There are several books out there that have been written and provide knowledge regarding health policy. Many of the authors have addressed the issue differently, even though they target the same problem within the health care system. Gilbert Welch, Lisa Schwartz and Steven Woloshin are experts in health care policy and also authors. In their book titled Overdiagnosed, they have provided real-world application that would help many people understand the ways in which health policies have evolved. This book is not only engaging but also offers insightful truths about what has been happening in the health industry.
The reason for selecting this book is because of its strengths especially the ways in which the authors have looked into the issues of overdiagnosis which makes you wonder whether there are health care policy that protects the public at large. After reading the book, you will be left to wonder what health care is all about. The book offers a warning regarding overtreatment in the name of early diagnosis. It is evident based on the argument that Welch has provided that overdiagnosis is not only costly to the general public, but also causes more problems. According to the authors early diagnosis may seem healthy but in most cases, it exposes the patients into harm that is unnecessary. On the other hand, patients who were perfectly healthy can be rendered uninsurable because of the unnecessary tests that they are required to do by the physician. Rather than lowering the costs of health care, the screenings, tests and the scans demanded not only leads to overtreatment, but also raises the cost of healthcare (Welch, Schwartz & Woloshin, 2011). It is therefore worth taking time to read this book to understand health care before going out to do several tests in the name of preventing things.
Welch’s book is relevant to several interests and issues regarding health care policy. It is the role of the government to protect the patients from unnecessary treatments by formulating relevant policies. The authors have revealed the ways in which the panels of experts in health care policy are biased instead of helping the population. Monetary incentives have prevented them from doing the right thing. This is an issue of interest because there are many individuals out there who are uninsured because they are too ill yet the truth is that they had been over-treated or overdiagonized (Welch, Schwartz & Woloshin, 2011).
The book is also of interest because it exposes the changes that have taken place in the health care system that has led to overdiagnosis. Welch evaluated the past decades and also the current health care system which has dramatically increased in regards to medical condition classification. Today, when an individual is going for a particular treatment, they have to be checked several things such as blood pressure, PSA levels and cholesterol levels which all increase medical costs (Welch, Schwartz & Woloshin, 2011). It is clear as asserted by the book that the problem within the health care system is modern medicine contributed by overdiagnosis of patients.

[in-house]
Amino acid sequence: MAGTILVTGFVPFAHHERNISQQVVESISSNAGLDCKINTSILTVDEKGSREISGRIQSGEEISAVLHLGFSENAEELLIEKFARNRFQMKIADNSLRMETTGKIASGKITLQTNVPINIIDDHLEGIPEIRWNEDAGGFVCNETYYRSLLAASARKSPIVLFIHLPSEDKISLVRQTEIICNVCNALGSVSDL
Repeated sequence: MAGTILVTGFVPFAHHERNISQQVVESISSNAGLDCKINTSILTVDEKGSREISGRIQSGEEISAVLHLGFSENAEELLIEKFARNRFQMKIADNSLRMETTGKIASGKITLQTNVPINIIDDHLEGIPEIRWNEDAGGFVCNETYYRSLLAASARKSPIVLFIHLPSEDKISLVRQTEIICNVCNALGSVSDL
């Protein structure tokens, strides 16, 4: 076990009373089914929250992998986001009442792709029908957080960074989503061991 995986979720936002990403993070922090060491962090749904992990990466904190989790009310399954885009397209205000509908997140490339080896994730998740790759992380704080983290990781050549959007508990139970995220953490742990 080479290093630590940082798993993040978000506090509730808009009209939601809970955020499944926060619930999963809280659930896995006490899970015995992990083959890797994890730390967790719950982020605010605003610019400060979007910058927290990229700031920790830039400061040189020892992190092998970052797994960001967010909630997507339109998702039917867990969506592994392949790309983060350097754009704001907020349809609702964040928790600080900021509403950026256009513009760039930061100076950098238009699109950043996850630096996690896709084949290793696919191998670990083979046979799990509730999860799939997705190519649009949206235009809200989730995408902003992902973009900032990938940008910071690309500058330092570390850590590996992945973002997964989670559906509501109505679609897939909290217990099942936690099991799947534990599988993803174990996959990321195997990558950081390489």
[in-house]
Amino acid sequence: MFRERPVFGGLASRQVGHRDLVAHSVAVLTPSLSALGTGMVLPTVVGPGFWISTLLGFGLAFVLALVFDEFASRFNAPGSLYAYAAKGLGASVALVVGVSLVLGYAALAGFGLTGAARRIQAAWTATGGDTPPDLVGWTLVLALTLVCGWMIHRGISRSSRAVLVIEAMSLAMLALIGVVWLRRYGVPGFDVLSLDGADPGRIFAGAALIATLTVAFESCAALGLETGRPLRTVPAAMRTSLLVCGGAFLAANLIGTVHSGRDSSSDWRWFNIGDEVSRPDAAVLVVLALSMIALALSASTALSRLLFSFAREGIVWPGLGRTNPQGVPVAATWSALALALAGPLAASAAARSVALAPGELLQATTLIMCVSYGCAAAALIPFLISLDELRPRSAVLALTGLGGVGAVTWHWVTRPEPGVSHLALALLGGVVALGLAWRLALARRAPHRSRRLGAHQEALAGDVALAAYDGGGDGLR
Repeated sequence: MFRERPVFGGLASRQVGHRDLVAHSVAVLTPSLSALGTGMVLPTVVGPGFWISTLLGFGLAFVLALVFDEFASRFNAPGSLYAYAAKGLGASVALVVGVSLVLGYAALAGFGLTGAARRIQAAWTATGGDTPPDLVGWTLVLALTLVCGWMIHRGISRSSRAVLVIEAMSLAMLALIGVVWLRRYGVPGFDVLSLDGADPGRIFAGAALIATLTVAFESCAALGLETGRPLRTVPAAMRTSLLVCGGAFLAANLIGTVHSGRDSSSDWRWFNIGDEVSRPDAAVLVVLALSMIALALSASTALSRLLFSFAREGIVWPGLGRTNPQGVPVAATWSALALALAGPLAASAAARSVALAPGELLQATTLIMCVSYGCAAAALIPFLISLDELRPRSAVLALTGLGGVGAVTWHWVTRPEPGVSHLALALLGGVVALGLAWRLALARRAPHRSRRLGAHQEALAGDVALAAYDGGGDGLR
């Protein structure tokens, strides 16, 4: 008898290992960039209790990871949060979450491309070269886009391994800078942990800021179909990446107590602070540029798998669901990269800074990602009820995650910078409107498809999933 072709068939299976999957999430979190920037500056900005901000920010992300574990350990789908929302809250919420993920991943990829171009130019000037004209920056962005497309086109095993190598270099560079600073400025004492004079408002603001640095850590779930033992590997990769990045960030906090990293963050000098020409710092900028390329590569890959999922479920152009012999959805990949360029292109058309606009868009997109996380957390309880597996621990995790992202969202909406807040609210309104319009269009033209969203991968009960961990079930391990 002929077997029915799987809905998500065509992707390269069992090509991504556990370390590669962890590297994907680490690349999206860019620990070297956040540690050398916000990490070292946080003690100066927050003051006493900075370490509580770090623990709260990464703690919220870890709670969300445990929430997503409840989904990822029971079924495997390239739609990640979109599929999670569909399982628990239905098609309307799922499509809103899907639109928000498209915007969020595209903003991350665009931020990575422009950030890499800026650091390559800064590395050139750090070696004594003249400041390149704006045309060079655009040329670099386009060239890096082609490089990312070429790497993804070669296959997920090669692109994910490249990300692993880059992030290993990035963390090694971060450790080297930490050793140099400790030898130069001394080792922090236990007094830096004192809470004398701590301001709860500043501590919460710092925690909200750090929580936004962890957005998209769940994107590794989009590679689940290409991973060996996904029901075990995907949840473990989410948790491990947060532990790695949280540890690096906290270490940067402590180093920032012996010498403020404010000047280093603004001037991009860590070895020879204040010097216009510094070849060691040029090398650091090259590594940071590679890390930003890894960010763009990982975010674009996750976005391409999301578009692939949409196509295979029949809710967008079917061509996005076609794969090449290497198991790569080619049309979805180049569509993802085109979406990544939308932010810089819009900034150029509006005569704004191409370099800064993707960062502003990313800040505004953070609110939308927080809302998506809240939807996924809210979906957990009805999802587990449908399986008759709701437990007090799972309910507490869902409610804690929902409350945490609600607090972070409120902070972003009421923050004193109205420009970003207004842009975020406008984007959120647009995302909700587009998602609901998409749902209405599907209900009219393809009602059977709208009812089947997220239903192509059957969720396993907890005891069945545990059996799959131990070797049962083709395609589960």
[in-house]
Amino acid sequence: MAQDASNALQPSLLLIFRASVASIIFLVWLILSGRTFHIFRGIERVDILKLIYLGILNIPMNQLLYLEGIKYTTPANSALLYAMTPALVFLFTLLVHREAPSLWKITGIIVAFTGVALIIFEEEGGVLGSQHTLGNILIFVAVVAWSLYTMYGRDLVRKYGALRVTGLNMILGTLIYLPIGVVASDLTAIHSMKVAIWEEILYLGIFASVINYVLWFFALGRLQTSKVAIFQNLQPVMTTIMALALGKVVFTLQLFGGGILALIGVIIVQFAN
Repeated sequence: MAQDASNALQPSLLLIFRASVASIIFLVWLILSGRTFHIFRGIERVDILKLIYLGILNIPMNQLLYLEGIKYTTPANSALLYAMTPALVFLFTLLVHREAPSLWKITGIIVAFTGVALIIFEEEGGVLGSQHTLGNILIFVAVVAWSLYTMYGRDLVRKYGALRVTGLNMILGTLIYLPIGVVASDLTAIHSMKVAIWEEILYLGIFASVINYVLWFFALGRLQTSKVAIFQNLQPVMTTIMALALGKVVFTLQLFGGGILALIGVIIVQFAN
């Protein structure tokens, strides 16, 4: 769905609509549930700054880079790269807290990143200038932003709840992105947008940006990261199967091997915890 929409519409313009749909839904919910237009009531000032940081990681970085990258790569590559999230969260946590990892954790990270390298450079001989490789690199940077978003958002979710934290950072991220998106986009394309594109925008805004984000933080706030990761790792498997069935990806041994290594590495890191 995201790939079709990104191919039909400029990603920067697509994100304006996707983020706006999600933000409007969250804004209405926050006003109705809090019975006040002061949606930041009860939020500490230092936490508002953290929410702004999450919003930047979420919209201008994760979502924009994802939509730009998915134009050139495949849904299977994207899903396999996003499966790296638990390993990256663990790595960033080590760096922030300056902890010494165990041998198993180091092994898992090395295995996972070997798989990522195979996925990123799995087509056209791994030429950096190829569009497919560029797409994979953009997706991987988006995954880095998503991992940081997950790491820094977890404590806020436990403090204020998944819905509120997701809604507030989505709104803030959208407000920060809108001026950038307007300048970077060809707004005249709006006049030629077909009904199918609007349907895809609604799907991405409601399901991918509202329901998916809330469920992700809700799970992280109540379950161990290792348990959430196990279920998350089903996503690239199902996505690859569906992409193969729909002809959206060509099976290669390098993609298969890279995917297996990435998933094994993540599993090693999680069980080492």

Ezekiel Emanuel in his book titled Reinventing American Health care has also looked into the past decades. However, according to him, the Americans were vulnerable in the past before the health-care law was passed. It means that his views contradict those of Welch who believes that in the past, Americans were less vulnerable to overdiagnosis. Emanuel argues that the problem within the health care system in the nation was not only contributed by lack of funds among families but also not being able to access health care. He mentions that three quarters of the households were uninsured yet they depended on one paycheck (Emanuel, 2014). This could not enable them afford health care which was already high in the nation.
Although, just like Welch, Emanuel too agree that many Americans have been rejected by insurance companies because they are considered too sick. This is ironical because the insurance companies needs to insure their health instead rejects them with the claims of being too sick. Welch believes that it is important that health care providers start to treat only diseases which have symptoms. He looks at the case of a male individual who suffers from prostate cancer but has slow form of growths. In this case, it is better to leave them untreated because treatment will not only be costly, but also come with several side-effects which outweighs the overall benefits. It is the side-effects plus the first diagnosis that will make an insurance company rule out an individual as “too sick” preventing them from being insured (Welch, Schwartz & Woloshin, 2011). Welch therefore came to a conclusion that unnecessary treatment subjects the patients to unnecessary pain increasing the adverse outcomes of their health such as death while at the same time also increases the expenses.
The style and content of Welch’s book is perfect because he has used graphs, tables and charts to elaborate on the facts enabling the readers to have a clear understanding of the discussion. At the same time, he has used simple terms and language that is easy for any ordinary individual who is not a medic to understand the American health care culture. The elaborations provided in the book from the clinical trials and the outcomes clearly show how overdiagnosis is affecting the population at large.
One chapter that can be added in this book after reading it through is concerning the current health care system especially health care-law and the ways in which it has led to overdiagnosis of patients. This is a crucial issue that has been raised by Ezekiel and it will be good to get the Welch’s views regarding the topic.
Emanuel, E. (2014). Reinventing American health care. New York: Public Affairs.
Welch, GH., Schwartz, L. & Woloshin, S. (2011). Overdiagnosed. New York: Beacon Press.